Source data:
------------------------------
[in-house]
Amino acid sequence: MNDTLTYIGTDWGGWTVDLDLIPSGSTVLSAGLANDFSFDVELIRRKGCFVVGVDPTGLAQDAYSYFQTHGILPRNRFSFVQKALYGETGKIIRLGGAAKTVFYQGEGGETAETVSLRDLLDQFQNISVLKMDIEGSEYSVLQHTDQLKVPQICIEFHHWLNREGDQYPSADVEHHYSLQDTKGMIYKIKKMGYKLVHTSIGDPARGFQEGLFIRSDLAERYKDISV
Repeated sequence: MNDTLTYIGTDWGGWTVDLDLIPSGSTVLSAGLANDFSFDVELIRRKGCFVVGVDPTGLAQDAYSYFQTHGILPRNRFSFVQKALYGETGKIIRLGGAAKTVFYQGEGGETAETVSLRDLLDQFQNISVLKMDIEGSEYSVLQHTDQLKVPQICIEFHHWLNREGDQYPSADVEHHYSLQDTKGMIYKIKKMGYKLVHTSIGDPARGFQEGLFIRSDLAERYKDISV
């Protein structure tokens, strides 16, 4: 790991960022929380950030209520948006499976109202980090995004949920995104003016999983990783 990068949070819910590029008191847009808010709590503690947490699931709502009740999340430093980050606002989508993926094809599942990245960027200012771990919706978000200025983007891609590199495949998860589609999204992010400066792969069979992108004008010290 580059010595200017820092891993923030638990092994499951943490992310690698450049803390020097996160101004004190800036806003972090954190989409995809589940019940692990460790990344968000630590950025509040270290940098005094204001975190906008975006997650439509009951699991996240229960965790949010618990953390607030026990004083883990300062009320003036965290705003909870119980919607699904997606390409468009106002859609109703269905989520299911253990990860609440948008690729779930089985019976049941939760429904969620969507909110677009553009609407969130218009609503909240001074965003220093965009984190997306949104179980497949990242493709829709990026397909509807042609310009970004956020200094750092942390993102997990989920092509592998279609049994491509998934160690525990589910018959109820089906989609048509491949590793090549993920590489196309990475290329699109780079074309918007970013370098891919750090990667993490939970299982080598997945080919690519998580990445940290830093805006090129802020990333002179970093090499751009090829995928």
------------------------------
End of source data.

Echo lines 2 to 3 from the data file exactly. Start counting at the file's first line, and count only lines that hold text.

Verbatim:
Amino acid sequence: MNDTLTYIGTDWGGWTVDLDLIPSGSTVLSAGLANDFSFDVELIRRKGCFVVGVDPTGLAQDAYSYFQTHGILPRNRFSFVQKALYGETGKIIRLGGAAKTVFYQGEGGETAETVSLRDLLDQFQNISVLKMDIEGSEYSVLQHTDQLKVPQICIEFHHWLNREGDQYPSADVEHHYSLQDTKGMIYKIKKMGYKLVHTSIGDPARGFQEGLFIRSDLAERYKDISV
Repeated sequence: MNDTLTYIGTDWGGWTVDLDLIPSGSTVLSAGLANDFSFDVELIRRKGCFVVGVDPTGLAQDAYSYFQTHGILPRNRFSFVQKALYGETGKIIRLGGAAKTVFYQGEGGETAETVSLRDLLDQFQNISVLKMDIEGSEYSVLQHTDQLKVPQICIEFHHWLNREGDQYPSADVEHHYSLQDTKGMIYKIKKMGYKLVHTSIGDPARGFQEGLFIRSDLAERYKDISV